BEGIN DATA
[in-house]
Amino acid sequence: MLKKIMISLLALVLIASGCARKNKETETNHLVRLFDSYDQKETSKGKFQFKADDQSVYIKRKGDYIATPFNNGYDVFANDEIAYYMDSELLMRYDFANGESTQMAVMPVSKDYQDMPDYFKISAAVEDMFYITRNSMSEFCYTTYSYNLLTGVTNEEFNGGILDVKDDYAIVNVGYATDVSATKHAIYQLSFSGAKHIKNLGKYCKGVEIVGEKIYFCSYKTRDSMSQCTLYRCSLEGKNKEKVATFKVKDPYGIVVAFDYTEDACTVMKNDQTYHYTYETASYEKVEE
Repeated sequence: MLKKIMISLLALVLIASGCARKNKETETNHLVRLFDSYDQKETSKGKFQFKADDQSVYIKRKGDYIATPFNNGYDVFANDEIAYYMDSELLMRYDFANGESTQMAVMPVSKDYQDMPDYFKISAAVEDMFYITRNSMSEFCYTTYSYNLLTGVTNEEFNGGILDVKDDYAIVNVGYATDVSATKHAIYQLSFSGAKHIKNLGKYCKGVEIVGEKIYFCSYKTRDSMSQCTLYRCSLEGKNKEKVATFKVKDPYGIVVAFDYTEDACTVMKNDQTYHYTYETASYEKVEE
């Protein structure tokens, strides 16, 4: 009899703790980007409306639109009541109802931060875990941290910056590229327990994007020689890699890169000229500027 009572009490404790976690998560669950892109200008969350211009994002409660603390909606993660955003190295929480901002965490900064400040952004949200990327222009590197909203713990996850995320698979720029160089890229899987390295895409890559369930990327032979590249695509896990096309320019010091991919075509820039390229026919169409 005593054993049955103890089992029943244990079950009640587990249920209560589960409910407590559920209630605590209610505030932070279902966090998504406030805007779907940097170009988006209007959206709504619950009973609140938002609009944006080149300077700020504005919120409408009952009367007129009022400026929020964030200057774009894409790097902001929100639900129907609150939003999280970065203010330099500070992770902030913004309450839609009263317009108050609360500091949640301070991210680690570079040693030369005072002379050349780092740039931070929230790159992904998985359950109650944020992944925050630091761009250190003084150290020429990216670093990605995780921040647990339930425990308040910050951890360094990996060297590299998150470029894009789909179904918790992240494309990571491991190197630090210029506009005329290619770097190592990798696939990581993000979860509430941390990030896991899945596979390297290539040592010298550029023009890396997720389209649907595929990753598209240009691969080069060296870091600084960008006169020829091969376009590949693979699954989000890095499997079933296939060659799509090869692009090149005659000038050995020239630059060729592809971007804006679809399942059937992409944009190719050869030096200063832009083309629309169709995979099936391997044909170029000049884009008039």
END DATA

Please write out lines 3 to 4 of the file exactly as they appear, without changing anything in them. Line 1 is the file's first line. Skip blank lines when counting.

Repeated sequence: MLKKIMISLLALVLIASGCARKNKETETNHLVRLFDSYDQKETSKGKFQFKADDQSVYIKRKGDYIATPFNNGYDVFANDEIAYYMDSELLMRYDFANGESTQMAVMPVSKDYQDMPDYFKISAAVEDMFYITRNSMSEFCYTTYSYNLLTGVTNEEFNGGILDVKDDYAIVNVGYATDVSATKHAIYQLSFSGAKHIKNLGKYCKGVEIVGEKIYFCSYKTRDSMSQCTLYRCSLEGKNKEKVATFKVKDPYGIVVAFDYTEDACTVMKNDQTYHYTYETASYEKVEE
């Protein structure tokens, strides 16, 4: 009899703790980007409306639109009541109802931060875990941290910056590229327990994007020689890699890169000229500027 009572009490404790976690998560669950892109200008969350211009994002409660603390909606993660955003190295929480901002965490900064400040952004949200990327222009590197909203713990996850995320698979720029160089890229899987390295895409890559369930990327032979590249695509896990096309320019010091991919075509820039390229026919169409 005593054993049955103890089992029943244990079950009640587990249920209560589960409910407590559920209630605590209610505030932070279902966090998504406030805007779907940097170009988006209007959206709504619950009973609140938002609009944006080149300077700020504005919120409408009952009367007129009022400026929020964030200057774009894409790097902001929100639900129907609150939003999280970065203010330099500070992770902030913004309450839609009263317009108050609360500091949640301070991210680690570079040693030369005072002379050349780092740039931070929230790159992904998985359950109650944020992944925050630091761009250190003084150290020429990216670093990605995780921040647990339930425990308040910050951890360094990996060297590299998150470029894009789909179904918790992240494309990571491991190197630090210029506009005329290619770097190592990798696939990581993000979860509430941390990030896991899945596979390297290539040592010298550029023009890396997720389209649907595929990753598209240009691969080069060296870091600084960008006169020829091969376009590949693979699954989000890095499997079933296939060659799509090869692009090149005659000038050995020239630059060729592809971007804006679809399942059937992409944009190719050869030096200063832009083309629309169709995979099936391997044909170029000049884009008039």